En r?ponse ? Warren Seltzer :
> I see this notation, which appears to be undefined outside of hash literals, all over the
> place.   What does it do?  The online version of the pickaxe book doesn't have it.
> 
> Here's a rails example:
> 
> def do_something
>     redirect_to :action => "elsewhere"
>     render :action => "overthere" # raises DoubleRenderError
> end
> 

Basically, those are hash literals too. They look a bit like keyword 
arguments because of the syntactic sugar that Ruby allows:
- If the only argument of a method is a hash, you can lose the {}:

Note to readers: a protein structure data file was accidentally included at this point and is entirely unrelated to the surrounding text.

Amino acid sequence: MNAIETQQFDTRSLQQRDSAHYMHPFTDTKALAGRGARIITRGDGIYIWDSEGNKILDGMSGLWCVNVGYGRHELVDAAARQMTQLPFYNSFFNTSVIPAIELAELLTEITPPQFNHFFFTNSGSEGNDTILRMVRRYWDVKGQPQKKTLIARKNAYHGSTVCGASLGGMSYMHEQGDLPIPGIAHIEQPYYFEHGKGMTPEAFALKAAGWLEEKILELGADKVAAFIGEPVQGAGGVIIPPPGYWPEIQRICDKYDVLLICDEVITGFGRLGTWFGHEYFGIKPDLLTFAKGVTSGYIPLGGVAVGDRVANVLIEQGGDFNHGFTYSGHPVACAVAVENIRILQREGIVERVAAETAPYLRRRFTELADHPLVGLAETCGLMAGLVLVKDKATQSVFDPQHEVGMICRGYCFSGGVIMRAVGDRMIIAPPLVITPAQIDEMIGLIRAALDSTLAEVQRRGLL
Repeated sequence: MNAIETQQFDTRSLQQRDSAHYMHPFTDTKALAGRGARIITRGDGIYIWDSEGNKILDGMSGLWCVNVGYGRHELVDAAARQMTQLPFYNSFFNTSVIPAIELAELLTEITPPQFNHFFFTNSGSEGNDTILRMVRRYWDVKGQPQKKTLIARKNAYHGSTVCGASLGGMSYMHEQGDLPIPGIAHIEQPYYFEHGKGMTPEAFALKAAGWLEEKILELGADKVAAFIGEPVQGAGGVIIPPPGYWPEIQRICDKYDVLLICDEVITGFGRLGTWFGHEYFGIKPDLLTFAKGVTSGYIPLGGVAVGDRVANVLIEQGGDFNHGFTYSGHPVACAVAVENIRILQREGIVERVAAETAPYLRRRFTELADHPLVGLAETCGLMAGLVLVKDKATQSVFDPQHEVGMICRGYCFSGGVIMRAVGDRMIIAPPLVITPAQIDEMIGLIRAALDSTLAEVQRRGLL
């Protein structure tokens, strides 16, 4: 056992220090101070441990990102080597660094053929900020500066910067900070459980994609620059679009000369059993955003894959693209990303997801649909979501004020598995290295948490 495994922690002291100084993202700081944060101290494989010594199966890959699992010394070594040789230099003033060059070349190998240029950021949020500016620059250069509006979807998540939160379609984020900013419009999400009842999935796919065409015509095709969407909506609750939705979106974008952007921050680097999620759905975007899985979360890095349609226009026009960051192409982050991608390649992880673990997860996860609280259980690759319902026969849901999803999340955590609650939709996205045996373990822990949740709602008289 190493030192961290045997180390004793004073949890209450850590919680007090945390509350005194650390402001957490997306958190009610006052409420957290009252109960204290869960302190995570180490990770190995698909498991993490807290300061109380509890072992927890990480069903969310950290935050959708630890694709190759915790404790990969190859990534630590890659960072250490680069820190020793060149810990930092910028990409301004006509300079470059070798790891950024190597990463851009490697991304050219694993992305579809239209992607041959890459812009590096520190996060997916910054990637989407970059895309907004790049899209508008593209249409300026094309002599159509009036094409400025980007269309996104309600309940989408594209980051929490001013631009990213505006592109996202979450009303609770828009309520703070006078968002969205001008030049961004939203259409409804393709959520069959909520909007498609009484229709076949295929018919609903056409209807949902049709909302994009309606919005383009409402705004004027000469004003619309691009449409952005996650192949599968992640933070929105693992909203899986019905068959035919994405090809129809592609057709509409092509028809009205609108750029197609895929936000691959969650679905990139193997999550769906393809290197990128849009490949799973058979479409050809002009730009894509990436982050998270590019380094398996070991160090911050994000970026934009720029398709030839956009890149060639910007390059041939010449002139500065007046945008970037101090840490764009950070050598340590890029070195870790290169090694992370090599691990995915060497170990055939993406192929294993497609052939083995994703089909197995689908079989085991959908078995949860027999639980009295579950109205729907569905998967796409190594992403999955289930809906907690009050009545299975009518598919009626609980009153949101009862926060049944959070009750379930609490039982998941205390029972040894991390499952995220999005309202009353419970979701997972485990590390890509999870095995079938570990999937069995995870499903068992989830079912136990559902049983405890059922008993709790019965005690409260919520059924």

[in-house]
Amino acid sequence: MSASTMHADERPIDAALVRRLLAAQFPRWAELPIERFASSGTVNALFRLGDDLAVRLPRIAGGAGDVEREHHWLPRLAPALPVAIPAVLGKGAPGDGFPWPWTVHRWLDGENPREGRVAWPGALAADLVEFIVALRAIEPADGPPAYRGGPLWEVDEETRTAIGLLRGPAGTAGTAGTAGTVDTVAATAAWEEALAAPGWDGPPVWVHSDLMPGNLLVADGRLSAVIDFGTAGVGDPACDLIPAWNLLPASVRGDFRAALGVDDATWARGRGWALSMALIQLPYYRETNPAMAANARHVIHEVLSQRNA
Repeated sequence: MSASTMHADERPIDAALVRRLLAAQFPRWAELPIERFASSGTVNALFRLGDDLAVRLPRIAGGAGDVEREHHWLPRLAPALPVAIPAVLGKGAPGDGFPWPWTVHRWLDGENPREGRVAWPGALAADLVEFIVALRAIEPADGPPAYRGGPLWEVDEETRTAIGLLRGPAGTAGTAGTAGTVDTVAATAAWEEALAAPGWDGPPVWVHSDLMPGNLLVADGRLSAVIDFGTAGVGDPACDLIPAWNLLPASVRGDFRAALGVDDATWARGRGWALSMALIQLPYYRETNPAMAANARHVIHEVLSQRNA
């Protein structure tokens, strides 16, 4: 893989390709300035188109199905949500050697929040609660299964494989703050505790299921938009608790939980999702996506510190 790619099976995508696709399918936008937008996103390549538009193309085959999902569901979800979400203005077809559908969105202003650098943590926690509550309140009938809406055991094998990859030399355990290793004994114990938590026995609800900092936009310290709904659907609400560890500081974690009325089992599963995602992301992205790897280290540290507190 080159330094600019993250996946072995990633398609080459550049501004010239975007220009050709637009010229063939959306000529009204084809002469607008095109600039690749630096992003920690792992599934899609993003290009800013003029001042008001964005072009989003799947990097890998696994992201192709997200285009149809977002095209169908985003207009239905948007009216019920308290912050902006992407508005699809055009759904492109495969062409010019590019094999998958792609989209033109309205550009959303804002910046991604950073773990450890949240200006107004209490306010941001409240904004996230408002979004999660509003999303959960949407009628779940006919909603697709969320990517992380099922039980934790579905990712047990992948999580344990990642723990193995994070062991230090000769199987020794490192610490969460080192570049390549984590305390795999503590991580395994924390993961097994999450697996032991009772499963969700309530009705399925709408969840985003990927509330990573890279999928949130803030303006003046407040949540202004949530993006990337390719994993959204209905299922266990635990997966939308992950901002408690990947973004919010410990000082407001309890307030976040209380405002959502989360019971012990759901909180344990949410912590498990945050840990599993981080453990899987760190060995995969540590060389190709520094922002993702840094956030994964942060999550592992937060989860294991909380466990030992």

"mymethod({:foo => "bar"})" can be written "mymethod(:foo => "bar")"
- Parentheses around the parameter list of a method are optional:
"mymethod(foo)" can be written "mymethod foo"
Add both rules, and you get exactly the syntax of your example. 
"redirect_to" and "render" are actually just methods that take hash 
arguments ('redirect_to :action => "elsewhere"' is just another way to 
write 'redirect_to({:action => "elsewhere"})' in a clearer and key-hit 
saving way ;) ), and the two syntactic sugar rules allows one to use 
them in a keyword+keyword argument fashion. Neat isn't it? :)

As for why the online Pickaxe doesn't have it, it may be because the 
hash syntactic sugar is only present since Ruby 1.8, while the online 
Pickaxe covers Ruby 1.6. But I could be wrong.
-- 
Christophe Grandsire.

http://rainbow.conlang.free.fr

You need a straight mind to invent a twisted conlang.